By Christopher Li
It seems like most movies featuring aliens involve some kind of an alien invasion and an epic battle to push the invaders back. While I enjoy a good action movie as much as the next person, the way that Arrival mixes things up a bit is a breath of fresh air. This film isn’t about fighting the visitors from outer space, but rather communicating with them and crossing the gap between two languages. That might sound boring, but rest assured that this film is anything but. The film explains all of its language-related concepts simply and understandably, and I quickly found myself curious as to what the aliens’ mysterious message was. And it all comes together in the end — the story hinges on a gut punch of a twist that’ll leave your jaw on the floor. If you’re craving some sci-fi-flavored food for thought, Arrival is the movie for you.
All the Bright Places
By Sammi Boas
Based on the 2015 book by Jennifer Niven, Netflix’s movie All the Bright Places has the recipe for another cliche young adult love story: popular girl, boy called “the freak,” boy and girl meet, they enter each other’s worlds and eventually fall in love. But, All the Bright Places tells the story a bit differently. The movie (and the book, for that matter) paint a complicated portrait of mental health and healing. Violet Markey (Elle Fanning) and Theo Finch (Justice Smith) struggle with mental health in different ways, but through their relationship, they teach each other about grief and moving on. The lead actors do a phenomenal job, and are charismatic, genuine, and most importantly, raw. Mental health is complicated and Violet and Finch are complicated too. You will fall in love with these characters because they feel real. In addition, the cinematography and the various nature settings of the movie are beautiful and the costumes are perfect.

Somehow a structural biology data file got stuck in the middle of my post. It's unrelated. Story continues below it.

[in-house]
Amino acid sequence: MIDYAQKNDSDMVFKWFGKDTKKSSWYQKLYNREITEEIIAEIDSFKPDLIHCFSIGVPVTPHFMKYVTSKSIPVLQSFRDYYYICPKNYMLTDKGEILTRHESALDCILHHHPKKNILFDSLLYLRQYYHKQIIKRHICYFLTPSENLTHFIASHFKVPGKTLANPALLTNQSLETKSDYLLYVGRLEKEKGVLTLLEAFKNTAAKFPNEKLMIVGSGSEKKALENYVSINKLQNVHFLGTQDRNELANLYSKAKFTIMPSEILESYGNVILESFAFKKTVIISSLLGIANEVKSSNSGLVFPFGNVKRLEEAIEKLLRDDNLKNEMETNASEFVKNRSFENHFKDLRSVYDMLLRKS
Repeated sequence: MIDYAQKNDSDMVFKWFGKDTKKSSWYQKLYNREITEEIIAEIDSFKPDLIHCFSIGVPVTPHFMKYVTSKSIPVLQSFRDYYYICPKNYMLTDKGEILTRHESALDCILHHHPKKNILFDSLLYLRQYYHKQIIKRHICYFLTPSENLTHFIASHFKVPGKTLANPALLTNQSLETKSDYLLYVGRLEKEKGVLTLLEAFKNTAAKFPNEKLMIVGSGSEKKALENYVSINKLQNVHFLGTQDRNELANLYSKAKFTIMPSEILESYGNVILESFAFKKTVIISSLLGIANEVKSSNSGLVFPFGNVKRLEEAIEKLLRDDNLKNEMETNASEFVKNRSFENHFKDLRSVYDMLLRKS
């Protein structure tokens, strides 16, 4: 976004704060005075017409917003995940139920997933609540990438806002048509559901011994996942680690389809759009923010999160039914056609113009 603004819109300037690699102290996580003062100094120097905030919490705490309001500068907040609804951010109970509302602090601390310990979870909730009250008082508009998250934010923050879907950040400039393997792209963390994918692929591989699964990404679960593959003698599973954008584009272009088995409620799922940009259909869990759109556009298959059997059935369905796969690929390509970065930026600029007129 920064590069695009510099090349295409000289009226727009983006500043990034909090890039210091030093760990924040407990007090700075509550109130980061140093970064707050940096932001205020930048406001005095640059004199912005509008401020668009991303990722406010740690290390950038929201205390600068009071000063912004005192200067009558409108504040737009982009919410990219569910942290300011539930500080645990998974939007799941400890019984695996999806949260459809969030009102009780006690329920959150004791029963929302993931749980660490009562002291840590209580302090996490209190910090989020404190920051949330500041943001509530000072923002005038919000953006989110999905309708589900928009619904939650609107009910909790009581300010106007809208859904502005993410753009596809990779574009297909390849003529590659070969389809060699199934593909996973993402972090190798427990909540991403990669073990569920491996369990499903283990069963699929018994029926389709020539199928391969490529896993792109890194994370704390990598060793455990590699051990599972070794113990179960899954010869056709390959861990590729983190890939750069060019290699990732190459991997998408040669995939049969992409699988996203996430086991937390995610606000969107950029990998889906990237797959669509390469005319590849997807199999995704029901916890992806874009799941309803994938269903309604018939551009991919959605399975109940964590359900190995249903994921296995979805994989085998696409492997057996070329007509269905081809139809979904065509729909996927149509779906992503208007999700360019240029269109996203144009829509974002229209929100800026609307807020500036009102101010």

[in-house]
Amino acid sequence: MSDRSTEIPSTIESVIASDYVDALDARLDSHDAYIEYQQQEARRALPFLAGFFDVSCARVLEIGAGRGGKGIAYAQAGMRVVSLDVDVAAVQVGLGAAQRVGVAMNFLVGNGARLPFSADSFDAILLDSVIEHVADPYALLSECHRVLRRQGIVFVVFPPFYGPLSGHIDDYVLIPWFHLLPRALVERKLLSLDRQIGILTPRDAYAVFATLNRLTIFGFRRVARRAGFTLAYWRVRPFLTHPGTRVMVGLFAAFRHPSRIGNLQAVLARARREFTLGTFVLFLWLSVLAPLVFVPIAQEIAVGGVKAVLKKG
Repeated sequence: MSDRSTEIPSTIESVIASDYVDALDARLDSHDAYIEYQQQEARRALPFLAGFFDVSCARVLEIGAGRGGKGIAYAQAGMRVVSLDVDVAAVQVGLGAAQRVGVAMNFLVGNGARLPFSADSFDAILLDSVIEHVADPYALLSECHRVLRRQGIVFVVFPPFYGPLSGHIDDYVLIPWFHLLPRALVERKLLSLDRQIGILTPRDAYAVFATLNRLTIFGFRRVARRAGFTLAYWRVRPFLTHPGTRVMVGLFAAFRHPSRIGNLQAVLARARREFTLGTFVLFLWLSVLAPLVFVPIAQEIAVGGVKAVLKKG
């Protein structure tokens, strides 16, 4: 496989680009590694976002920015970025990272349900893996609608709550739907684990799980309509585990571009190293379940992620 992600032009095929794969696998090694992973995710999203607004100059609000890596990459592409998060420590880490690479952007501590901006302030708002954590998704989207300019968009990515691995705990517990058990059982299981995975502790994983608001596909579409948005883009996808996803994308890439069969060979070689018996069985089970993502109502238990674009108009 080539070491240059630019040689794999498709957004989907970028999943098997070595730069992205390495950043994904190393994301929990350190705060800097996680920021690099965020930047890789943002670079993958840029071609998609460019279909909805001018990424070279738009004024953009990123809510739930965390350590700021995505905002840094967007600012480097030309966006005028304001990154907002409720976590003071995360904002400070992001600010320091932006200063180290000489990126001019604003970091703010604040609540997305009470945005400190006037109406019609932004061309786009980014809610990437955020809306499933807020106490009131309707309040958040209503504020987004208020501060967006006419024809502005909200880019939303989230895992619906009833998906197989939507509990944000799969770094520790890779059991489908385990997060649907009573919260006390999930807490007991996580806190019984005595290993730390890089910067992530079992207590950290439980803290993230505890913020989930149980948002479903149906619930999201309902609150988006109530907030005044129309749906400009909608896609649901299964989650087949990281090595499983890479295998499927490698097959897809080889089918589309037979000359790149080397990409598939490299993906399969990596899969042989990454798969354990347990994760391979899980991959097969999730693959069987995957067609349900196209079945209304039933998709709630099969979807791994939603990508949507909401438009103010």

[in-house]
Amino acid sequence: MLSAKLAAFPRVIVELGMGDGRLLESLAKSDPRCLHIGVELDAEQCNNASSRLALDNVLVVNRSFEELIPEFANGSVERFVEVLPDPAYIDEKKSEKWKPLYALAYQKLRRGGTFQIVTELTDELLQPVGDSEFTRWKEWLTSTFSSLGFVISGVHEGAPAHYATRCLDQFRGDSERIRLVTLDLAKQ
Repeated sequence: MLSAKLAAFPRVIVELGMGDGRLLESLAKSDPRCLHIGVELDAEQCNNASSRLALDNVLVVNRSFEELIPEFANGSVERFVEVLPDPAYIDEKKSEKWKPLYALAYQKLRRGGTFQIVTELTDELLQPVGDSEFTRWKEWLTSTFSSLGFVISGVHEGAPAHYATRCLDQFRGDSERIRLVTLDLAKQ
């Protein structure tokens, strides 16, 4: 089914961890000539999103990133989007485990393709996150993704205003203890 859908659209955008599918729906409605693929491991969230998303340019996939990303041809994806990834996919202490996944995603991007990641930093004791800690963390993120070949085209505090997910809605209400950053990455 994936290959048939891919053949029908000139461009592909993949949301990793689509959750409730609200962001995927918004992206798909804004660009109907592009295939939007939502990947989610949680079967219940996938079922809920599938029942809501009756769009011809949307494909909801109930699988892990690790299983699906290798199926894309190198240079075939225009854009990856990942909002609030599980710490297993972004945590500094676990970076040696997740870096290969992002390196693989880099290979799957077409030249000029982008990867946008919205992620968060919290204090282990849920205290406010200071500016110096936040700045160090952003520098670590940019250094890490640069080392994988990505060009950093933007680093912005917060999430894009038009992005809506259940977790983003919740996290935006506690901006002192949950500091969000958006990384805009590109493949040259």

By Bailey Richards
Alright y’all, I’ve got something important to Tik Tok about. Though the app definitely has its issues, as does any content sharing platform, I encourage you to incorporate it into your social media rotation. Rather than giving you a list of funny creators to check out, I encourage you to download the app and explore. By simply browsing Tik Tok’s “For You” page and hearting posts you chuckle at or otherwise enjoy, you allow the page to tailor itself to you. It will dispense content it knows you will like and continues to introduce you to new creators of varying degrees of Tik Tok clout. When it comes to my own Tik Tok taste, I often find myself less drawn to particular creators, especially those of the Hype House genre, and more drawn to weird trends that would not gain traction on any other app. Examples of this include variations of the infamous dancing 6ix9ine rat and, more recently, different iterations of a frog that sits on a log cooling as the chorus of “Drift Away” plays in the background.
If you’re scared to download the app, I would advise you to dip your toes in by simply watching curated Tik Tok compilations on YouTube before making the full leap and hitting the app store. If you’ve dabbled with the platform and are scared to redownload the app because it wasted too much time during the quarter ... It's Spring Break baby, who cares?!!?! Regardless of what kind of content tickles your funny bone, I guarantee that this app will become your new favorite source of entertainment. Take a chance on Tik Tok!
Paige Bueckers Highlights on YouTube
by Beck Dengler